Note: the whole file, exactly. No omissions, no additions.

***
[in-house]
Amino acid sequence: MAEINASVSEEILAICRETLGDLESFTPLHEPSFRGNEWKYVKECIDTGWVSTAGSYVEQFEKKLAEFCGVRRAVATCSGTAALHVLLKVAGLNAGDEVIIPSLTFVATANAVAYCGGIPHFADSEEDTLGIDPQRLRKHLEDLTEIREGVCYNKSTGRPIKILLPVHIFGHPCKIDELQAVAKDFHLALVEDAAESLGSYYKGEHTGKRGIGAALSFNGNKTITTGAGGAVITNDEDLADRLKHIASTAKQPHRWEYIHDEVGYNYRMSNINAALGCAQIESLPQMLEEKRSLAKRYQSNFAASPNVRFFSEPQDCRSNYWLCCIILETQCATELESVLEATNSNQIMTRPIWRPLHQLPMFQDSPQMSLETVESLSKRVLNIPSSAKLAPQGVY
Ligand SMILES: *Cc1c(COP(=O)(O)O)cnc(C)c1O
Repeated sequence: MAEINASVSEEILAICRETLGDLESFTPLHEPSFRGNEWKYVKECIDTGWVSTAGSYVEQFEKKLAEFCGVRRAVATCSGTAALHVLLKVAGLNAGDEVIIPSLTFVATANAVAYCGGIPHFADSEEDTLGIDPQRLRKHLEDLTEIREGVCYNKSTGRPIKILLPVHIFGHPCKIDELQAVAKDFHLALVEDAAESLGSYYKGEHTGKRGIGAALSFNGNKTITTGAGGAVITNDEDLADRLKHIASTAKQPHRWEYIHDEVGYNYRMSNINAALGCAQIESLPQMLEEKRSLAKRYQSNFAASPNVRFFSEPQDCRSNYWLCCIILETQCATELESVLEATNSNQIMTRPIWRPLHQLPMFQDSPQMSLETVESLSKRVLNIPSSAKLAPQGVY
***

[in-house]
Amino acid sequence: MAEINASVSEEILAICRETLGDLESFTPLHEPSFRGNEWKYVKECIDTGWVSTAGSYVEQFEKKLAEFCGVRRAVATCSGTAALHVLLKVAGLNAGDEVIIPSLTFVATANAVAYCGGIPHFADSEEDTLGIDPQRLRKHLEDLTEIREGVCYNKSTGRPIKILLPVHIFGHPCKIDELQAVAKDFHLALVEDAAESLGSYYKGEHTGKRGIGAALSFNGNKTITTGAGGAVITNDEDLADRLKHIASTAKQPHRWEYIHDEVGYNYRMSNINAALGCAQIESLPQMLEEKRSLAKRYQSNFAASPNVRFFSEPQDCRSNYWLCCIILETQCATELESVLEATNSNQIMTRPIWRPLHQLPMFQDSPQMSLETVESLSKRVLNIPSSAKLAPQGVY
Ligand SMILES: *Cc1c(COP(=O)(O)O)cnc(C)c1O
Repeated sequence: MAEINASVSEEILAICRETLGDLESFTPLHEPSFRGNEWKYVKECIDTGWVSTAGSYVEQFEKKLAEFCGVRRAVATCSGTAALHVLLKVAGLNAGDEVIIPSLTFVATANAVAYCGGIPHFADSEEDTLGIDPQRLRKHLEDLTEIREGVCYNKSTGRPIKILLPVHIFGHPCKIDELQAVAKDFHLALVEDAAESLGSYYKGEHTGKRGIGAALSFNGNKTITTGAGGAVITNDEDLADRLKHIASTAKQPHRWEYIHDEVGYNYRMSNINAALGCAQIESLPQMLEEKRSLAKRYQSNFAASPNVRFFSEPQDCRSNYWLCCIILETQCATELESVLEATNSNQIMTRPIWRPLHQLPMFQDSPQMSLETVESLSKRVLNIPSSAKLAPQGVY